Cassandra McNeil thought she could never afford to own a home.

Born and raised in Roanoke, McNeil is a single mom. She struggled to find permanent housing with her 15-year-old daughter, Jayden Hall. The two rented or lived with family members, and moved multiple times.

Then McNeil, 46, learned of an opportunity that seemed too good to be true. A contact at Pathways in Roanoke told her about a nonprofit that repairs dilapidated houses in the city and sells them at a reasonable price.

The organization is called REACH, or Real Experiences Affecting Change, and it’s the brainchild of Tim Dayton, a handyman with a passion for community who created the nonprofit in 2010. The house restoration program, which launched in 2016, is called Neighborhood Revitalization.

McNeil sought to buy a REACH-owned house in the 1700 block of Edmund Avenue Northeast in February 2018. At the time, the single-story house needed serious work before anyone could live in it.

REACH relies heavily on donations and volunteer labor to fix homes. Workers are most abundant in the summertime, when churches and other community groups send teams for short stints.

The Edmund Avenue house had several needs. Crews gutted and rebuilt the kitchen, installed a new roof and windows, and built a front patio.

NcNeil wasn’t locked into the purchase. She could back out with no penalty. But after REACH finished a year later, McNeil knew it was perfect for her daughter and herself. She secured a personal loan and bought the property.

The two-bedroom house feels like a home. A ceiling fan spins above the patio. A small dog named Princess welcomes guests to the colorfully decorated living room next to the kitchen. Hall, a rising sophomore at Patrick Henry High School, said she’s thrilled that she and her mom have their own space.

“We don’t have to worry about finding a place to go anymore,” Hall said.

As one of the first buyers of a home restored by REACH, McNeil said she’s grateful for the program and sees it as a positive in the city.

REACH didn’t waste much time moving onto its next fixer-upper. Dayton said the organization’s policy is to use whatever profit it makes from a sale to cover the costs of its next project. Those funds went toward purchasing two adjacent homes — 1602 and 1608 Dale Ave. S.E. — within the past three years.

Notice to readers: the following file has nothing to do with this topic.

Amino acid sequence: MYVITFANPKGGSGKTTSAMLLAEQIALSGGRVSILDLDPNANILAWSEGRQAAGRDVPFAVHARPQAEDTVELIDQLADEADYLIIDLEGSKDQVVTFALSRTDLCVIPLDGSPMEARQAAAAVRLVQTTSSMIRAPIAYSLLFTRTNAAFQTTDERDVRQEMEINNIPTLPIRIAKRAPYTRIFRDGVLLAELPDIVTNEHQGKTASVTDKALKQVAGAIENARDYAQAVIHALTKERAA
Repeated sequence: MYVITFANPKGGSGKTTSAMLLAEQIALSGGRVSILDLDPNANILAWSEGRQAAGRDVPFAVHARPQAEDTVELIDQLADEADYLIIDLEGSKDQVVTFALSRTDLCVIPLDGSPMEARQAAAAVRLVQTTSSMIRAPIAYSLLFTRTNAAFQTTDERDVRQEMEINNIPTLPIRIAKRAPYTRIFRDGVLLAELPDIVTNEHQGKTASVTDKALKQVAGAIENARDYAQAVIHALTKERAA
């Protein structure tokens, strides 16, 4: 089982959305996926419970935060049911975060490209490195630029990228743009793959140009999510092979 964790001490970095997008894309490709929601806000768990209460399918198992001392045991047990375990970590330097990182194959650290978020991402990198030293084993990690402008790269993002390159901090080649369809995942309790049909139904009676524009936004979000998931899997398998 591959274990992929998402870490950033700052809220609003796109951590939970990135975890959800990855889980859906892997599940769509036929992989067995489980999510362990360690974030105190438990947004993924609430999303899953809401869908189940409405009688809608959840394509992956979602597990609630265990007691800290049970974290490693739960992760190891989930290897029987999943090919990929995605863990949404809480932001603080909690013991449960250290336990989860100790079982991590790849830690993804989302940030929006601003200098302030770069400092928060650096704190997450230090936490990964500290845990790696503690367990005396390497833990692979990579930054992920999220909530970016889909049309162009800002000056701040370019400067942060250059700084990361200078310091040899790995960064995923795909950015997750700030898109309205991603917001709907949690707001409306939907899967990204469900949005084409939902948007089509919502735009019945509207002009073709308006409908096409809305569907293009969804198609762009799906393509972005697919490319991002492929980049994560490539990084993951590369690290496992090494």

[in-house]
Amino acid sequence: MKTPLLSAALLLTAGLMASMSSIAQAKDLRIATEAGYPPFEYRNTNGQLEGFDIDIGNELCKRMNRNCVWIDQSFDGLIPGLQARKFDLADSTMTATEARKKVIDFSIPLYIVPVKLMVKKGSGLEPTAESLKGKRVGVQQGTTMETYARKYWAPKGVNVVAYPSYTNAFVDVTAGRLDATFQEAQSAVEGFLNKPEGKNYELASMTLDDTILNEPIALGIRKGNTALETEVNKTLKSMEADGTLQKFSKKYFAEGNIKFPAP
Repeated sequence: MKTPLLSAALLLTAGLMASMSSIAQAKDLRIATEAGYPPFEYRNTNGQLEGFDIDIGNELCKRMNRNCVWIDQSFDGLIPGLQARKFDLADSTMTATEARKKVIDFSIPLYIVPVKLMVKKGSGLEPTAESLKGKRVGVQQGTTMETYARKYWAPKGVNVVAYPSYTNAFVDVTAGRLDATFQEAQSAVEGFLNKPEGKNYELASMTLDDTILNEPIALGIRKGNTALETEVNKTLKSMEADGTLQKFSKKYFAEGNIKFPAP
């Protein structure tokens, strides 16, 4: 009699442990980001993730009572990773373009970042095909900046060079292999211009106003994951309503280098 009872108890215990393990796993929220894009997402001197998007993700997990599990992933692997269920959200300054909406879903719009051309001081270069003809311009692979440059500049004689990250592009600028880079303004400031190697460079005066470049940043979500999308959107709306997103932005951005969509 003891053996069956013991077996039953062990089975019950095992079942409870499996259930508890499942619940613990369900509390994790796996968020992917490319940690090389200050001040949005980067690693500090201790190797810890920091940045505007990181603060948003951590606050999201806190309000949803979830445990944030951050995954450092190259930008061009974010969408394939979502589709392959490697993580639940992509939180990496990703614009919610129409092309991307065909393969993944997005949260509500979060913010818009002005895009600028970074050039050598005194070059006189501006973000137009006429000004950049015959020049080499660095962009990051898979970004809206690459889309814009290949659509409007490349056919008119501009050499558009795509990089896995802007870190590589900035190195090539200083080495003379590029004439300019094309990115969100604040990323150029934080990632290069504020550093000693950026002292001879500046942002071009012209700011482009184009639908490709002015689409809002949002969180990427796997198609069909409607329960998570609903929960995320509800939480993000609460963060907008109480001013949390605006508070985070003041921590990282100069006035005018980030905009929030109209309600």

Dayton said REACH bought the houses from the city of Roanoke through an auction for $9,500 each.

The houses overlook a heavily trafficked section of Virginia 24 connecting Roanoke and Vinton. In 2016, members of the southeast Roanoke community led efforts to paint a mural on a concrete wall that runs along the stretch of road. The project was funded through a partnership with the city.

Dayton said the houses were built with nearly identical plans, and date from at least 1910. The property changed hands several times, but the two houses were always sold together, he said. Over the years, the houses became blighted, leading the organization to buy them, Dayton said.

After REACH restores a home and places it on the market, the organization wants to find buyers who plan to be a part of the community in the long term, Dayton said. “We’re not here to sell to landlords,” Dayton said.

The organization is focused on restoring the 1608 Dale Ave. home first. This week, volunteers from Wilderness Community Church in Spotsylvania County, and Leesburg United Methodist Church in Loudoun County are busy on the 1608 house, and working lightly on 1602.

Members of the church groups also volunteered their time at the Rescue Mission. Rachel Tippey, 18, helped construct a temporary support wall inside the 1608 house. Tippey said she has a heart for serving and feels she’s learned a lot about construction in a short time.

Dayton said the organization benefits greatly from out-of-town volunteers, but the work couldn’t be completed without local altruism. He said he hopes focusing on the two houses on Dale Avenue serves as a galvanizing force for the whole neighborhood.

“Our goal is to build community,” Dayton said.

The organization planted a garden on the property and hosts a community night with games, food and music each week on Wednesdays.

Dayton said he hopes to complete the 1608 house by October. “Just don’t ask me the year,” he said, tongue in cheek. Progress will likely slow once summer ends and fewer volunteer groups are available to assist.

But Dayton is optimistic even more people will offer a helping hand on the Dale Avenue projects and houses in the future.

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